What are they
Chief Operating Officer, Protein Bar & Kitchen
The changing business of fast food
A former strategy consultant is working to improve how we eat
What were your early years like?
I grew up in Philadelphia, the oldest of four brothers. From a young age, I was naturally interested in business. I think my first business was actually selling bookmarks to other students at school (I’m not an artist, so I got my little brothers to draw them). So when I went to Penn State, I majored in finance. And when I graduated, I was hired to join a rotational leadership program at AT&T, which was great because it gave me a chance to learn different things within a large corporation.
How did you make the move to consulting?
When I joined the corporate strategy group at AT&T as part of my rotation, it opened my eyes. I loved the problem-solving part of it. A few years later, when I went to business school at the University of Chicago, I focused on consulting.
Any lasting lessons from your five years at Strategy& (formerly Booz & Co.)?
More than anything, I took with me the value of intellectual curiosity. I learned how to keep an open mind toward understanding problems, new industries, and changing forces impacting your industry. I learned how to take a hypothesis-driven approach to problem-solving, how to ask questions and gather evidence. That’s something I continue to leverage now—there’s huge value in constantly asking questions.
What was your focus as a consultant?
I joined the operations practice, but I quickly realized that I felt most energized by my consumer-facing projects. I remember when I was working with a major grocery manufacturer, I’d walk through the supermarket and think about price pack architecture, or the assortment they carried, or how they could direct better ROI on a grocery promotion. I loved thinking about those kinds of issues and how companies can help influence consumer decision-making.
Why did you leave the firm?
Leaving PwC was the hardest career transition I’ve gone through to date. It was agonizing, because I loved the people I was working with. But when an opportunity arose at McDonald’s, to help with that company’s turnaround, it was something I couldn’t pass up.
What drew you from McDonalds to a much smaller food company?
My role at McDonalds was in the strategy group, so I identified emerging growth opportunities, like the collaboration we formed with Uber Eats. And, over time, my work on that relationship evolved from strategy into some execution, and I realized how energizing those operational aspects were. I figured out I wanted to do more of that and that it wasn’t going to happen unless I found a smaller brand. I was a Protein Bar & Kitchen customer and I loved the concept (there was one down the street from McDonald’s HQ), and I thought they could benefit from my strategy experience, so I reached out to them.
What’s the best part of your role as COO?
Every day is different. And because we are a small team, I’m involved in everything. But I think the part I like most is diagnosing and understanding our customers and their behaviors, so we can better serve them. We recently did a complete brand refresh, making sure both our new and existing customers know exactly who we are. People used to come in unsure if we were a restaurant – now we clearly communicate that we’re “Delicious! Nutritious! and Protein-Packed!” We’re really evolving the company in exciting ways across our physical storefronts, our digital platforms, and of course our menu. We now have 19 restaurants, roughly 250 to 300 employees. We operate in primarily in the Chicago market, but we have locations in Washington D.C., Denver, and Boulder, Colorado as well.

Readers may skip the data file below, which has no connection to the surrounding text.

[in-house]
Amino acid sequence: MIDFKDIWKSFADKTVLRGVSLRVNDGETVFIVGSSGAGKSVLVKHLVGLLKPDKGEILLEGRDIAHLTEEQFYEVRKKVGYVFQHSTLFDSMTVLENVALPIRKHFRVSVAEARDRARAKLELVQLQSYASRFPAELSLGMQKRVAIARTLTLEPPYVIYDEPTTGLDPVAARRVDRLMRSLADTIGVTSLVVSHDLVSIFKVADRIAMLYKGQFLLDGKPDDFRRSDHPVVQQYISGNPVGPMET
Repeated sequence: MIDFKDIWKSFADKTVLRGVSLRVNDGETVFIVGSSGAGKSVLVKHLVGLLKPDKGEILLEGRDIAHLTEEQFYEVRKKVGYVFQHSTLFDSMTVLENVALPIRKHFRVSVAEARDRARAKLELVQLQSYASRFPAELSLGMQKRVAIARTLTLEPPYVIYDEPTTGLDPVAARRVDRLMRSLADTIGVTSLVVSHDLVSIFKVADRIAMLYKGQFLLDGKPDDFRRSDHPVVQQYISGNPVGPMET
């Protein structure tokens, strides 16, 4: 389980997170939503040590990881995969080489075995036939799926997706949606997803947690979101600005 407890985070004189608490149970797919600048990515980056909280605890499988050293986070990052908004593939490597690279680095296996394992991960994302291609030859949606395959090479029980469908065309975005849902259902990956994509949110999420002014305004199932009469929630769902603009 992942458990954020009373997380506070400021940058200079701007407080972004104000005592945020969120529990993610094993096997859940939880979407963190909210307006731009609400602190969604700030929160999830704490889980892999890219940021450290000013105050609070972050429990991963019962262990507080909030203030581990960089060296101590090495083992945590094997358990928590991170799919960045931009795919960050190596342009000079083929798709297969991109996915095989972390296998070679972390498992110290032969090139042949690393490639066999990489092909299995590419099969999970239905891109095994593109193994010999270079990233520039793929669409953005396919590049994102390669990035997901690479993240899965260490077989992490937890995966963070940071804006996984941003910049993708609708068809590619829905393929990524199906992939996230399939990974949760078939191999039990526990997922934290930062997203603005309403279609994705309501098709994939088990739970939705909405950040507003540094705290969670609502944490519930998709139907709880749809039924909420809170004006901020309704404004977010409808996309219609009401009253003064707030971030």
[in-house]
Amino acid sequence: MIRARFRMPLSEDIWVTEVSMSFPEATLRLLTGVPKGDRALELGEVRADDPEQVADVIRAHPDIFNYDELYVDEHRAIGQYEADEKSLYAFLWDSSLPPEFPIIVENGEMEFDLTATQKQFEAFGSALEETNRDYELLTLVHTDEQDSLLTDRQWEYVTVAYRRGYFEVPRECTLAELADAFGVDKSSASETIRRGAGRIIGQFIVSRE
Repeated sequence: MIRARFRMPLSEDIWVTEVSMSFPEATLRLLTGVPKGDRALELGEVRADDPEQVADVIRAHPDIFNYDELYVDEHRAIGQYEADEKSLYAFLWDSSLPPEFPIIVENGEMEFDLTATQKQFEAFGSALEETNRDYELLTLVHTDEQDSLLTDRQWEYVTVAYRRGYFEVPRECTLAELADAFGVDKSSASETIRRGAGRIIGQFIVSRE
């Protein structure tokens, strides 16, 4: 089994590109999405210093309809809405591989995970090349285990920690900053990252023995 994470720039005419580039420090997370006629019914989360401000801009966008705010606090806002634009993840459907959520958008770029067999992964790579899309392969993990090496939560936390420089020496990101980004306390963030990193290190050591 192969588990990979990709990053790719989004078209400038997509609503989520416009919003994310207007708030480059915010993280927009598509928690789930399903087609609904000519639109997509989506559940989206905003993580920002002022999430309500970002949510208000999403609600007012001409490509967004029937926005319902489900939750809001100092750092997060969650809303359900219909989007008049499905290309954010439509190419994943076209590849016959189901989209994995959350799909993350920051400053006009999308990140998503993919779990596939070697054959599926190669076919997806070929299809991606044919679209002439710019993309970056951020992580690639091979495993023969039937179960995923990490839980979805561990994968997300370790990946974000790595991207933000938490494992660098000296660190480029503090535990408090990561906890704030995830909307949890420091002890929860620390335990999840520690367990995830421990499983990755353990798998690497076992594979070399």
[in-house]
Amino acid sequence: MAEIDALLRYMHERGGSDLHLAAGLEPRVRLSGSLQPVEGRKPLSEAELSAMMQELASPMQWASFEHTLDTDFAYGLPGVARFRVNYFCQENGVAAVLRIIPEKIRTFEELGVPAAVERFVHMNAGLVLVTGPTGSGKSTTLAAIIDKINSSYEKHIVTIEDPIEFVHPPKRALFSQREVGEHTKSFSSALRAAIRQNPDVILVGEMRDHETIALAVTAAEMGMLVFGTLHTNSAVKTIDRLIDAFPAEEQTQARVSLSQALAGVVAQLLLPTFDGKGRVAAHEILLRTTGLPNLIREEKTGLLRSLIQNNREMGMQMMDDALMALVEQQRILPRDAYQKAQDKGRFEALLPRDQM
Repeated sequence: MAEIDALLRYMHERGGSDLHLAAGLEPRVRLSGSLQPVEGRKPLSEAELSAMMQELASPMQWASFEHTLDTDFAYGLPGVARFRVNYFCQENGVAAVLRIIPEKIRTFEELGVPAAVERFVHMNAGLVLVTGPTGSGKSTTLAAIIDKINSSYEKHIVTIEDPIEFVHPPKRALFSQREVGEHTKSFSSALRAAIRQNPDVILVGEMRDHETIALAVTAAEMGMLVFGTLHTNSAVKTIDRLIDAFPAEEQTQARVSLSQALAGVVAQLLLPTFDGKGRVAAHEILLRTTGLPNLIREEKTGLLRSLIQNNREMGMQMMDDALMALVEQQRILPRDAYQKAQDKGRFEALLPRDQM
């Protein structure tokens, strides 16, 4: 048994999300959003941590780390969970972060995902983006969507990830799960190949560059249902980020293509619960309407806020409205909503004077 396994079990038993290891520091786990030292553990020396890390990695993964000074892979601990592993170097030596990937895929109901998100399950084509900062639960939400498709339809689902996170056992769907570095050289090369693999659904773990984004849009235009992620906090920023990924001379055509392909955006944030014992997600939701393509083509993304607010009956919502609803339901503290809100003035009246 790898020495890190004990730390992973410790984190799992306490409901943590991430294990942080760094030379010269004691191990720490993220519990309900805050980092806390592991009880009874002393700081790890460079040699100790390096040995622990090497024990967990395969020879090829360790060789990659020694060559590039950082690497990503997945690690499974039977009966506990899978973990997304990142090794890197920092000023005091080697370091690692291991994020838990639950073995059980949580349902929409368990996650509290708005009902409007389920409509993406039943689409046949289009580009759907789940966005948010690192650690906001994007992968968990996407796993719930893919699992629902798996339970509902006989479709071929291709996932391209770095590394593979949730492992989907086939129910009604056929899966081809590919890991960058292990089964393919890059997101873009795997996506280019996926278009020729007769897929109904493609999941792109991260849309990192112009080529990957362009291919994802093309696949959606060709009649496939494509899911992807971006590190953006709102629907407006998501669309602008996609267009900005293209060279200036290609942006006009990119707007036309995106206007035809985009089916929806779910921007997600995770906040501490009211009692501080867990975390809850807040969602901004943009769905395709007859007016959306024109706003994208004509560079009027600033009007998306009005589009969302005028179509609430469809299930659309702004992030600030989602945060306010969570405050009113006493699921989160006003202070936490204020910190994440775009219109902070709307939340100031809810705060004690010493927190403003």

Reflecting on your career so far, what makes you feel most proud?
I’m particularly proud of the turnaround we’ve seen at Protein Bar & Kitchen over the past couple of years. We’ve made a lot of changes that have had a material impact on the trajectory of our business, and now we’re starting to get industry recognition and market recognition. I’m excited about what that says about the work that we’ve done and what we think it signals for our future opportunities. Our vision is to dramatically accelerate our growth through traditional and franchising/licensing expansion in the next few years.
Outside of the office, when and where are you happiest?
I try to spend as much time as possible with my wife and our kids. We have a four-year-old daughter and a two-year-old son. But if I’m not playing with my kids or taking them to a birthday party on the weekend, I’d probably be watching an Eagles game. I’m a big Philadelphia sports fan.
What’s the best career advice you can offer?
Have a bias toward action. It’s always easier to wait than to decide, but if you make a decision, you’ll usually be right. Actively doing something is the only way to drive change.
This interview was conducted and edited by Jen Swetzoff, founder of Closeup, a content strategy and creative studio. She was formerly the deputy managing editor at strategy+business magazine.